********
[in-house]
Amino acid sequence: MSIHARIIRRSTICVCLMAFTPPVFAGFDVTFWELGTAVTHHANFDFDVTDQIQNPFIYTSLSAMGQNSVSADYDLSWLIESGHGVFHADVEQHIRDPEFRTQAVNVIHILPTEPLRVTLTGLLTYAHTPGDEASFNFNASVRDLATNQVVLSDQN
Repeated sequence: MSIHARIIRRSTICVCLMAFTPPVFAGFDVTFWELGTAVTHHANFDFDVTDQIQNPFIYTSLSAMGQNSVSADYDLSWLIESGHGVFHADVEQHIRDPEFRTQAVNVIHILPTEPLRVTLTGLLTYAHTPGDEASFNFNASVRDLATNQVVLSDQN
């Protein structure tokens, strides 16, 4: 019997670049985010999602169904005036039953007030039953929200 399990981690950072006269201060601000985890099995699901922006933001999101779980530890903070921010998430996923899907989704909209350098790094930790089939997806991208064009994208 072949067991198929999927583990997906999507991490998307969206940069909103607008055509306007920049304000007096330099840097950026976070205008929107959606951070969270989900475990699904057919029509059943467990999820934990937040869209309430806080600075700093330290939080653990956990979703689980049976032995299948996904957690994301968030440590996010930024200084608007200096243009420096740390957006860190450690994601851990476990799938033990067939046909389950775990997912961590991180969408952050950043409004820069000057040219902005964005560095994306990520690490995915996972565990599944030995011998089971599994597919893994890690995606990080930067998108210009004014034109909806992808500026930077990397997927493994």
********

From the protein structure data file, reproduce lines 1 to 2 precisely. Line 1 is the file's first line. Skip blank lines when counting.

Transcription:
[in-house]
Amino acid sequence: MSIHARIIRRSTICVCLMAFTPPVFAGFDVTFWELGTAVTHHANFDFDVTDQIQNPFIYTSLSAMGQNSVSADYDLSWLIESGHGVFHADVEQHIRDPEFRTQAVNVIHILPTEPLRVTLTGLLTYAHTPGDEASFNFNASVRDLATNQVVLSDQN